You might feel lost after a relapse, like a hopeless failure – unfortunately, it happens, and it sucks, but it doesn’t mean that you’ve lost the war against addiction.
Relapses can happen for several reasons and can happen at any time during recovery – because when you’re in recovery, you’re in recovery for life.
It’s not the end of the world –
Don’t trip too hard! Relapses can set you back – for how long and how far isn’t ever for certain, relapsing can seem like an inevitable thing and almost makes trying to recover, impossible. One step forward, two steps back – it’s like the worst dance ever invented, worse than the Charleston.
The important thing to remember
This is only a chapter of your story – it’s not the entire thing. Being able to recognize your backslide is the first step to getting back on your feet and getting back on track even better is learning to recognizing your relapse before it takes over your life and taking steps to get it under control, sooner rather than later.
One slip in your sobriety is terrible – but it’s not the end of the world if you’re able to put the brakes on and reevaluate, admitting it to yourself is the first step in regaining your control over your addiction – you’re the boss here, act like it. You’ve got this.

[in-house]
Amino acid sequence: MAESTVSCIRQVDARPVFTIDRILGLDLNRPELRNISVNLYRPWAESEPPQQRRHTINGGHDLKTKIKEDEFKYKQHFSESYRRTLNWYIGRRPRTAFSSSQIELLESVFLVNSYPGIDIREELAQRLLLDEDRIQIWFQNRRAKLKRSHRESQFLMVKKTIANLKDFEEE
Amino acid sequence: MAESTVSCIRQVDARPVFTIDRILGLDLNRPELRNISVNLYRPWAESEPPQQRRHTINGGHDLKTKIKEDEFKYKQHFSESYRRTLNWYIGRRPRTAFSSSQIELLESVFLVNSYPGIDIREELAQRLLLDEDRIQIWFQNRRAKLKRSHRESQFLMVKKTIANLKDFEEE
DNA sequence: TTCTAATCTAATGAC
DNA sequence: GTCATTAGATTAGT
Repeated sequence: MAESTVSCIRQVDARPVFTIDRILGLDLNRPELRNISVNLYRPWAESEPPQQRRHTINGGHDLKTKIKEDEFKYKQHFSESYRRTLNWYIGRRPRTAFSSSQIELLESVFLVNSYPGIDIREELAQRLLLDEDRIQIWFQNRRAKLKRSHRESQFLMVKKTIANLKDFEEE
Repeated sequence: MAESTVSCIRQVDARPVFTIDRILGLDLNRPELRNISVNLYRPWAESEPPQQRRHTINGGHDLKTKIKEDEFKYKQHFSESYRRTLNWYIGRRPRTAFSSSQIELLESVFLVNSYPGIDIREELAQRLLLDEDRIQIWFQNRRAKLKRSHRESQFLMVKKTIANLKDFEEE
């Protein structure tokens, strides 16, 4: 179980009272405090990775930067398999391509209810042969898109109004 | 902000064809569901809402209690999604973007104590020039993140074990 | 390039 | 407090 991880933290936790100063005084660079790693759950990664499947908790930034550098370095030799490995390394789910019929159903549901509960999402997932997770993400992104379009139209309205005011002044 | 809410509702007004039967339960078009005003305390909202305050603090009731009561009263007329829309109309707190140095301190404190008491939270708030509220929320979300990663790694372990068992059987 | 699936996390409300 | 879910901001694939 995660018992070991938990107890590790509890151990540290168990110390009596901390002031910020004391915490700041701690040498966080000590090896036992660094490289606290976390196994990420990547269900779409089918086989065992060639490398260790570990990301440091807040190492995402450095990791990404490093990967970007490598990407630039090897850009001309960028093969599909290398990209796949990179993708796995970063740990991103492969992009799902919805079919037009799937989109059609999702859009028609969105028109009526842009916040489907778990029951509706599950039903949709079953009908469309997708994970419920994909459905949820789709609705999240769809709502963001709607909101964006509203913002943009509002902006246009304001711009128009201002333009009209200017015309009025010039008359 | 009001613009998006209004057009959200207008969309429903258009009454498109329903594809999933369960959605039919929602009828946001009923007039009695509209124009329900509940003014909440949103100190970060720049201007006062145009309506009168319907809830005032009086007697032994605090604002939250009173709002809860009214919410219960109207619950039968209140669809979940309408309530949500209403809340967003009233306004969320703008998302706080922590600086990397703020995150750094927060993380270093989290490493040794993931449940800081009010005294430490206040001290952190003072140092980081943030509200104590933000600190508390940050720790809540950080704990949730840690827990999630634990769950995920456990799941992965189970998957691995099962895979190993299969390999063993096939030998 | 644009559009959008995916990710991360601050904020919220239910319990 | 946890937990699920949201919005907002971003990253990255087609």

Letting someone else know about your slip up can be helpful, admitting it to someone other than yourself and whatever higher power you may believe in will help you to be more accountable for what you’ve done. Hopefully you have a support person you’re able to speak with and they’ll be able to give you the support you need to pull through and continue in your journey of sobriety.
Make a commitment to yourself
Don’t use again for an entire day – this is a struggle that’s taken day by day for the rest of your life, so don’t beat yourself up. You’ve made it this far, you can make it another day. Take this time to focus on yourself and why you’re doing this, speak to the power you believe in and have faith that you’re strong enough to defeat this – you’re amazing and you have your own tools to cope with this.
Get to a meeting
Speak with a counselor as soon as you’re able to – speaking with a professional will allow you to get it off of your chest and they’ll be able to guide you to more resources and help create an action plan to help you keep going with your continued sobriety.
You’ve got this.